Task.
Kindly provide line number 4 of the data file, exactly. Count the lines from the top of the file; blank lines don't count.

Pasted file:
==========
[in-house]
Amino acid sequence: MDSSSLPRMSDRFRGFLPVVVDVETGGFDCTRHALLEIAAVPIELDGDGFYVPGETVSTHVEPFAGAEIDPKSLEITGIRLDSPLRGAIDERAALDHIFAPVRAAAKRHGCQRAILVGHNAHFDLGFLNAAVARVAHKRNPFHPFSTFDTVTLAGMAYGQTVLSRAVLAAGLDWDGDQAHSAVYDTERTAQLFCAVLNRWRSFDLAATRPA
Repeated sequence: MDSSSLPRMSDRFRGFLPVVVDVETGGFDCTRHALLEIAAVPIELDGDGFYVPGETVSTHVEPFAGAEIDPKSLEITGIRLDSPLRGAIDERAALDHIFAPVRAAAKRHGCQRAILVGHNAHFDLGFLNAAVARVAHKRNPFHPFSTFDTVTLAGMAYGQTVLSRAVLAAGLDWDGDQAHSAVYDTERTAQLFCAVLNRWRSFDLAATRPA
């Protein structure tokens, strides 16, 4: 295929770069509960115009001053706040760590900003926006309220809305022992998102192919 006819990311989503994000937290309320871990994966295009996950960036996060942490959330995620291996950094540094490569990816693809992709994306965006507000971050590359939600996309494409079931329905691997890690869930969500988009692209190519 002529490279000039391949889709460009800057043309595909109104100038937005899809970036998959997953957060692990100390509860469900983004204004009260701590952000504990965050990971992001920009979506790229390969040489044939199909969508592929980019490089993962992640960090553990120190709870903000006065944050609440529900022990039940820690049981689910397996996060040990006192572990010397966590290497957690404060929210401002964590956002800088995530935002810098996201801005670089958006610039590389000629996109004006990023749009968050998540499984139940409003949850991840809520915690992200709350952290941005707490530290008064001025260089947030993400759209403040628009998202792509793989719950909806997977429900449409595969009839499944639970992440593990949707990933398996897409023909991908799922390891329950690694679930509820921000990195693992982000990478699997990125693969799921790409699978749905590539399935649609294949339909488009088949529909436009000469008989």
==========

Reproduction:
């Protein structure tokens, strides 16, 4: 295929770069509960115009001053706040760590900003926006309220809305022992998102192919 006819990311989503994000937290309320871990994966295009996950960036996060942490959330995620291996950094540094490569990816693809992709994306965006507000971050590359939600996309494409079931329905691997890690869930969500988009692209190519 002529490279000039391949889709460009800057043309595909109104100038937005899809970036998959997953957060692990100390509860469900983004204004009260701590952000504990965050990971992001920009979506790229390969040489044939199909969508592929980019490089993962992640960090553990120190709870903000006065944050609440529900022990039940820690049981689910397996996060040990006192572990010397966590290497957690404060929210401002964590956002800088995530935002810098996201801005670089958006610039590389000629996109004006990023749009968050998540499984139940409003949850991840809520915690992200709350952290941005707490530290008064001025260089947030993400759209403040628009998202792509793989719950909806997977429900449409595969009839499944639970992440593990949707990933398996897409023909991908799922390891329950690694679930509820921000990195693992982000990478699997990125693969799921790409699978749905590539399935649609294949339909488009088949529909436009000469008989």